Nagasaki Mayor versus Chinese reporter over nuclear deterrence

Is a world without nuclear weapons really possible?

©Kosuke Takahashi

Kosuke Takahashi

Journalist

Kosuke Takahashi

Journalist

英軍事誌ジェーンズ・ディフェンス・ウィークリー東京特派員。ホリプロ所属。ハフポスト日本版前編集長。米コロンビア大学院ジャーナリズムスクールと国際公共政策(SIPA)修了。NK Newsや論座等にも寄稿中。英語ツイッター@TakahashiKosuke

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By Kosuke Takahashi

Around this hot, humid summer season, people across Japan offer prayers for the war victims of World War II, including those who lost their lives by the atomic attacks on Hiroshima and Nagasaki. Peace memorial ceremonies held by the two cities on August 6 and 9, coupled with the national memorial service for all the war dead on August 15, have become a feature of summer in Japan every year.

With Japan continuing to send a message of peace to the world every summer, Prime Minister Shinzo Abe falls in a catch-22 situation: Although he has called for “a world free of nuclear weapons” repeatedly as the only country to have come under nuclear attack, he has so far flatly refused to sign and ratify a landmark United Nations Treaty on the Prohibition of Nuclear Weapons (TPNW) adopted in July 2017.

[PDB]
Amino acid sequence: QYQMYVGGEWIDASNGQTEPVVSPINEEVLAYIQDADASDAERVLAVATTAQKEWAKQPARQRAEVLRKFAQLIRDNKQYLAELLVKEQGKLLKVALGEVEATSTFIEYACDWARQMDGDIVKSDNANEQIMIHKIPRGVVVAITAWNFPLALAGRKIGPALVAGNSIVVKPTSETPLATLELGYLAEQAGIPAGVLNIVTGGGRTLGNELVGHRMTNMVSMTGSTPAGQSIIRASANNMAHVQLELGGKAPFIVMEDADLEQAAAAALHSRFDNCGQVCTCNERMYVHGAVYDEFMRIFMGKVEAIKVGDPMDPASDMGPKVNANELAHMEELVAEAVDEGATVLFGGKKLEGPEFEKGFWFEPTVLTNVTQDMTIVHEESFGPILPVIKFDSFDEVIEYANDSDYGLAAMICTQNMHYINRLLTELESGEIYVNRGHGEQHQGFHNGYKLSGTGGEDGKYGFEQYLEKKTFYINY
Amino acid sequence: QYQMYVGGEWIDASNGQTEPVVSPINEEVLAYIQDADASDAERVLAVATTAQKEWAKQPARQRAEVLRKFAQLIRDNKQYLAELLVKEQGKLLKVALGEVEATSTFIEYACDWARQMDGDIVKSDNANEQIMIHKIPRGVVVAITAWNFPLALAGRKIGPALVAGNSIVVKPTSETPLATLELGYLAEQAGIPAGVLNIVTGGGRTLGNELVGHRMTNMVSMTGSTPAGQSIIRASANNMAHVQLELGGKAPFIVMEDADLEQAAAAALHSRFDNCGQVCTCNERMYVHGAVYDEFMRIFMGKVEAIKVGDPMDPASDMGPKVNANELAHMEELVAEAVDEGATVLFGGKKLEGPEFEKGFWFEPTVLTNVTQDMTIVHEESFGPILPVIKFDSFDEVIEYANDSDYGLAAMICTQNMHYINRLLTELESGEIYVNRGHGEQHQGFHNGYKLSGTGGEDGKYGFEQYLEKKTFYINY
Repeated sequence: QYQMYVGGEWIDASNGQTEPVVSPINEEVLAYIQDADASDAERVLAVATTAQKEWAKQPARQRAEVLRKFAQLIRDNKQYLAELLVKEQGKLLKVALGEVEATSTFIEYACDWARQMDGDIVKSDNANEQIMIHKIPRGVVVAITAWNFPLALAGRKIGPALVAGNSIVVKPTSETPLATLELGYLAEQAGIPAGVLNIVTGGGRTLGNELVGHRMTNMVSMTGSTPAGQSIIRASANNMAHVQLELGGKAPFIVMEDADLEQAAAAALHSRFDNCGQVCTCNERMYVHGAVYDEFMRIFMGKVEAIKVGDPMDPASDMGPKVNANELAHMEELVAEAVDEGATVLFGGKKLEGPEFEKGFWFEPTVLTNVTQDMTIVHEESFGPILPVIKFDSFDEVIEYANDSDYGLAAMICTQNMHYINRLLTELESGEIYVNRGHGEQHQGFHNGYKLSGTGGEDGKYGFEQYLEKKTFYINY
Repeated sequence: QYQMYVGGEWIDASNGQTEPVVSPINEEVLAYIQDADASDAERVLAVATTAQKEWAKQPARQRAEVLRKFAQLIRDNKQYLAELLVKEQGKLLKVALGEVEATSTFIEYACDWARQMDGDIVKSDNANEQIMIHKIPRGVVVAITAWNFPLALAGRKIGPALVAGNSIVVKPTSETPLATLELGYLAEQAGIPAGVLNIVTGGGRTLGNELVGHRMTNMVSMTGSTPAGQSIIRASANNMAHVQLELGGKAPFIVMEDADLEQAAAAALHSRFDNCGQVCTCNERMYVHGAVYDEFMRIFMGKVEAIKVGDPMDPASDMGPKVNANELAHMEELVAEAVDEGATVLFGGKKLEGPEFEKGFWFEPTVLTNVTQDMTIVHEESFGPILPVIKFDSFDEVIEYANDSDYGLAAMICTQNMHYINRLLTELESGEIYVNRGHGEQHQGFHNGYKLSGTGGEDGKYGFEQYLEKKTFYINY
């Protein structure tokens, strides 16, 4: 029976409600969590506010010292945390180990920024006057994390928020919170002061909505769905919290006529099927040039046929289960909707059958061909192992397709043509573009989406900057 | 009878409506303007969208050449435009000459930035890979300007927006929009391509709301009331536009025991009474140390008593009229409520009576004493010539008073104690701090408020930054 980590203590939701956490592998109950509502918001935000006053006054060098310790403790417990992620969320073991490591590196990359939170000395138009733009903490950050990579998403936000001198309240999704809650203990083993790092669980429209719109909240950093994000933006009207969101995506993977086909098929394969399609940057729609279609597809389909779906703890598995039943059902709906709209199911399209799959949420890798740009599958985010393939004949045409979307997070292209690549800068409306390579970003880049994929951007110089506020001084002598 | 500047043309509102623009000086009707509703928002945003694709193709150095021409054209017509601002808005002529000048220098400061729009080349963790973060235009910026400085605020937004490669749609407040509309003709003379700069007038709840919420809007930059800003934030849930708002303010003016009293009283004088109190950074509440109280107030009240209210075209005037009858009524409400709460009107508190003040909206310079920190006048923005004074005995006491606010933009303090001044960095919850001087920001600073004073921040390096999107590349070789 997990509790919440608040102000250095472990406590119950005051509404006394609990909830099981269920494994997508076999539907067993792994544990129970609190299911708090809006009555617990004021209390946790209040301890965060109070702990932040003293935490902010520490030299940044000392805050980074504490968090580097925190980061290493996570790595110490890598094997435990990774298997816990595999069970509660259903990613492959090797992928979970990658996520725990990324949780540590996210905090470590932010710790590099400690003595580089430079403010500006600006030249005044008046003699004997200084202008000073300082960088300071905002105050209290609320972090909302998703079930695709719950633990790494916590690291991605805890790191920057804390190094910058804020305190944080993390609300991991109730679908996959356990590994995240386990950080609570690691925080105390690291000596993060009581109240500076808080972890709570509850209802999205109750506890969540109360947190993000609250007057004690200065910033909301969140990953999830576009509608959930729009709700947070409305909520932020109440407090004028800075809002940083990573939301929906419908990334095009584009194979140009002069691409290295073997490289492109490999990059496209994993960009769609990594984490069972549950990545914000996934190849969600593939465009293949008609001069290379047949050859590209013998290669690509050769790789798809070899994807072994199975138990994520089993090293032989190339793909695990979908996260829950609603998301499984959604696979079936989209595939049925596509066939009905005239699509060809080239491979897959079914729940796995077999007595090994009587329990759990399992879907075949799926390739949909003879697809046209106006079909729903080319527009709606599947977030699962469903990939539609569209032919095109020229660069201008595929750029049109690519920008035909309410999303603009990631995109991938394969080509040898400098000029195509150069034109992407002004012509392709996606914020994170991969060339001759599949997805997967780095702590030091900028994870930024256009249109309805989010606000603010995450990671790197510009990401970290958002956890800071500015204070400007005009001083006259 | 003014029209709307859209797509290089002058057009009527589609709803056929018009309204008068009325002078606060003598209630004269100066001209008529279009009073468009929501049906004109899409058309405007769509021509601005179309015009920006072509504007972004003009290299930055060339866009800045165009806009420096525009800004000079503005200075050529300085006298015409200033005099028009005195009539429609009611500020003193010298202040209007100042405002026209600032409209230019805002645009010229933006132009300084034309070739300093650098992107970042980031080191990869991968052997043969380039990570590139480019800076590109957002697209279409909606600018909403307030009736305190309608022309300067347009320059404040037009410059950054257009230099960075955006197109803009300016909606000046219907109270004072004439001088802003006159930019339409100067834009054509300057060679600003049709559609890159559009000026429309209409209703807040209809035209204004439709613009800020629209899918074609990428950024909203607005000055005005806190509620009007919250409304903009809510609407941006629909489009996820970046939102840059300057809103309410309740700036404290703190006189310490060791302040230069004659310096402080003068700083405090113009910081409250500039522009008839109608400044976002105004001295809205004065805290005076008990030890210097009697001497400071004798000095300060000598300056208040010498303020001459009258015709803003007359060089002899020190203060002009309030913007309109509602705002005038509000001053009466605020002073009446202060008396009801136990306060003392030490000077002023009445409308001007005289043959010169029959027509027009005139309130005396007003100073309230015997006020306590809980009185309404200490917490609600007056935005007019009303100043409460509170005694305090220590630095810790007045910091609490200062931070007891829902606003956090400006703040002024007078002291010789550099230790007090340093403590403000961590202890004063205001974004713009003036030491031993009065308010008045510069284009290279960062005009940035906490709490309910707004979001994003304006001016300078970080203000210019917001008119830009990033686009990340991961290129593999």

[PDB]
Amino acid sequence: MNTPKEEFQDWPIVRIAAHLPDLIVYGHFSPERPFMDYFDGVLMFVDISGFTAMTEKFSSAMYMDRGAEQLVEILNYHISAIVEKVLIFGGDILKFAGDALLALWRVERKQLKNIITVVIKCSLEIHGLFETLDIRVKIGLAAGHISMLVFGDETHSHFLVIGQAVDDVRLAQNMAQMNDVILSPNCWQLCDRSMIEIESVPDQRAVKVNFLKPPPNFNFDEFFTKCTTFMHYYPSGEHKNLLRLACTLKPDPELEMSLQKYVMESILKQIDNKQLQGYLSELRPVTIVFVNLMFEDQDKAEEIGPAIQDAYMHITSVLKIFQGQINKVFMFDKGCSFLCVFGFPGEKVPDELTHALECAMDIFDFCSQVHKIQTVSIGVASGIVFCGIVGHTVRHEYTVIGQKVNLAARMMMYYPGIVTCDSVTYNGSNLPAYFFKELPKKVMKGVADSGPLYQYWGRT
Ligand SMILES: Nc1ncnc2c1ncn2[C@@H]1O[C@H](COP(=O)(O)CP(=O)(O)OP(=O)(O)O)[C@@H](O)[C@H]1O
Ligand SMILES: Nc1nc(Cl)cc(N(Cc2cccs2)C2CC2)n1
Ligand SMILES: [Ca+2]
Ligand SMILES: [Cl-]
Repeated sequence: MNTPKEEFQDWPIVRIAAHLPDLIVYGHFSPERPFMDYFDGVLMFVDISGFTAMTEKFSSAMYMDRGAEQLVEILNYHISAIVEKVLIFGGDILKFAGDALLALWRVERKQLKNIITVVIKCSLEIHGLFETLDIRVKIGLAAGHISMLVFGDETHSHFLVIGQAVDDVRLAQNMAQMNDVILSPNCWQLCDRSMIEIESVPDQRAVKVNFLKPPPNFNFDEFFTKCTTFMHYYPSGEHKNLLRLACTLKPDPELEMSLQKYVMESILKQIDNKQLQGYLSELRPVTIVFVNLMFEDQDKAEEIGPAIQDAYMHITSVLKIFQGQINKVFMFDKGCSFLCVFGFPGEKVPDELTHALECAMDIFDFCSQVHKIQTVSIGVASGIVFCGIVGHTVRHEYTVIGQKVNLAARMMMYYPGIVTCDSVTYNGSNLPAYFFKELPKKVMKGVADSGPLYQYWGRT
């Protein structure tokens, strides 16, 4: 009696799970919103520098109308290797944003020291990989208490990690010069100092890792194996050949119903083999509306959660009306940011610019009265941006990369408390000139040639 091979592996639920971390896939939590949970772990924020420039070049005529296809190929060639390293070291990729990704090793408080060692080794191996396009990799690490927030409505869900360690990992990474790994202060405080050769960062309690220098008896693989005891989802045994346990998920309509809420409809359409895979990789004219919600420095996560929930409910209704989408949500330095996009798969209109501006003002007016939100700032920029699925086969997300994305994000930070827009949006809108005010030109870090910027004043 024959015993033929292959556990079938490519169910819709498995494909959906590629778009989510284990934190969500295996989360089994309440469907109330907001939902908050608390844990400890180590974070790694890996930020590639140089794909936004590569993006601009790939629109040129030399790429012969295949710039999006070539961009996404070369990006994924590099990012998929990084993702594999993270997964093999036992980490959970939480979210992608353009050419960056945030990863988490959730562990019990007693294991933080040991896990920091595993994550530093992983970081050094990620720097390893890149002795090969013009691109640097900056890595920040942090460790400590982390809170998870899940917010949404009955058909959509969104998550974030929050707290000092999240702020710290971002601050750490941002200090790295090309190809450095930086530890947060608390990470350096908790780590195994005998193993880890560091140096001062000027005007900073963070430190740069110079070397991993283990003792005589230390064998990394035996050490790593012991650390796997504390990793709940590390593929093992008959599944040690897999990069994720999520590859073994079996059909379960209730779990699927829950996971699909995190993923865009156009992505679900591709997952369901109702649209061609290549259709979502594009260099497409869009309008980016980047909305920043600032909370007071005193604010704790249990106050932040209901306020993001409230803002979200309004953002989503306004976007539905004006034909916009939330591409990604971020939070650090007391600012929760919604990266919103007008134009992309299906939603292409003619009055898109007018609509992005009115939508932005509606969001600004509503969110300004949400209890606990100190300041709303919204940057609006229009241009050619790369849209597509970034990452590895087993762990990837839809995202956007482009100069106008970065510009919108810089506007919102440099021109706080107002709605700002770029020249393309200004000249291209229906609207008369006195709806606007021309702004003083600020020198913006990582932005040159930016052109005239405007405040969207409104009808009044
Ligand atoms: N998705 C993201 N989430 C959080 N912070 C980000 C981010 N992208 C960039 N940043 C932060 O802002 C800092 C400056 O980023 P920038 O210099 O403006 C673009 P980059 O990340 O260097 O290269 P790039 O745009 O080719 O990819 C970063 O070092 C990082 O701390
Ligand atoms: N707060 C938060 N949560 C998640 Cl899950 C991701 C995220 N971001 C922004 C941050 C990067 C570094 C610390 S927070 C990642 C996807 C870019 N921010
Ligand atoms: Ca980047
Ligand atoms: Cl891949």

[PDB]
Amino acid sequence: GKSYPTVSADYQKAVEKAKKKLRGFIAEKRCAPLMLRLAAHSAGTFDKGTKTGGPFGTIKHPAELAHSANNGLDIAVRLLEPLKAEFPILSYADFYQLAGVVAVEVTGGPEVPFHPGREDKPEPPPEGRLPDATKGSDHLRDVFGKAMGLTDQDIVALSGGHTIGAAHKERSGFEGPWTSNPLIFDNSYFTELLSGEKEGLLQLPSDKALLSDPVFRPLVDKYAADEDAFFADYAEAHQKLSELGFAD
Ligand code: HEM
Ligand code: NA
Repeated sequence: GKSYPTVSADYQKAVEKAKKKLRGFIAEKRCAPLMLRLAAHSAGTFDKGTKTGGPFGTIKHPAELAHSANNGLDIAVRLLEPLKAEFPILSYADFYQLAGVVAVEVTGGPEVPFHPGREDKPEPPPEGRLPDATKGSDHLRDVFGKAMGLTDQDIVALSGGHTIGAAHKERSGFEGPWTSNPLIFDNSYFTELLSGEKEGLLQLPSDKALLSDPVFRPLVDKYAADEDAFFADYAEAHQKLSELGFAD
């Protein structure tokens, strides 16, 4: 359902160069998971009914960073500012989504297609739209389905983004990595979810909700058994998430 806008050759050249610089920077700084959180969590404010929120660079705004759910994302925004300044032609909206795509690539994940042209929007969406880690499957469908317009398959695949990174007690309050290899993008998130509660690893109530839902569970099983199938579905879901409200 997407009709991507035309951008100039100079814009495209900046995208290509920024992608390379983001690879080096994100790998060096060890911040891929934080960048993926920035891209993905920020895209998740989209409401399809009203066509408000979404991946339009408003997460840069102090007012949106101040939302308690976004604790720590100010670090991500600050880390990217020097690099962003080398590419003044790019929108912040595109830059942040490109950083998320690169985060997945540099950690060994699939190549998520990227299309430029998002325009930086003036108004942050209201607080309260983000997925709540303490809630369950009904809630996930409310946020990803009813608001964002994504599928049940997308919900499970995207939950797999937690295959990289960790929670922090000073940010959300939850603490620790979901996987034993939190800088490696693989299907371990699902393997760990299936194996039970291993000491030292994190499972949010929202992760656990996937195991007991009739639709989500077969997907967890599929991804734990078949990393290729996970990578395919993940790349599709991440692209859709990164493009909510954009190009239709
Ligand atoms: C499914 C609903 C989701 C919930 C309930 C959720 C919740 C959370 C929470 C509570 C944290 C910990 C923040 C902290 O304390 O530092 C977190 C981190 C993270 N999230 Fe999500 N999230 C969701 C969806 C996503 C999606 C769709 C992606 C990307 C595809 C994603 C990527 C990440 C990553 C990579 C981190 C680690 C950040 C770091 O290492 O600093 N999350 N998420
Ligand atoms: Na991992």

Abe vowed again to continue efforts to achieve a world without nuclear weapons at the Hiroshima Peace Memorial Ceremony held on August 6 this year. But he did not mention anything about the TPNW for the second straight year, much to the dismay of the hibakusha’s wish.

Abe just said, "We are determined to serve as a bridge between nuclear-armed states and non-nuclear-armed states, persistently urge dialogue by winning cooperation from both sides, and lead the efforts made by the global community."

He is very circumspect about the treaty apparently due to Japan’s reliance on U.S. nuclear deterrence, or the so-called American nuclear umbrella.

Hiroshima, Nagasaki mayors urge government to sign the treaty

The mayors of Hiroshima and Nagasaki, however, have strongly called on the central government to sign the treaty.

“I call on the government of the only country to experience a nuclear weapon in war to accede to the hibakusha’s request that the TPNW be signed and ratified,” Hiroshima Mayor Kazumi Matsui said in the 2019 Hiroshima Peace Declaration on August 6.

“I urge Japan’s leaders to manifest the pacifism of the Japanese Constitution by displaying leadership in taking the next step toward a world free from nuclear weapons,” the mayor added.

Still, one big question remains: Is a nuclear-weapon-free world feasible?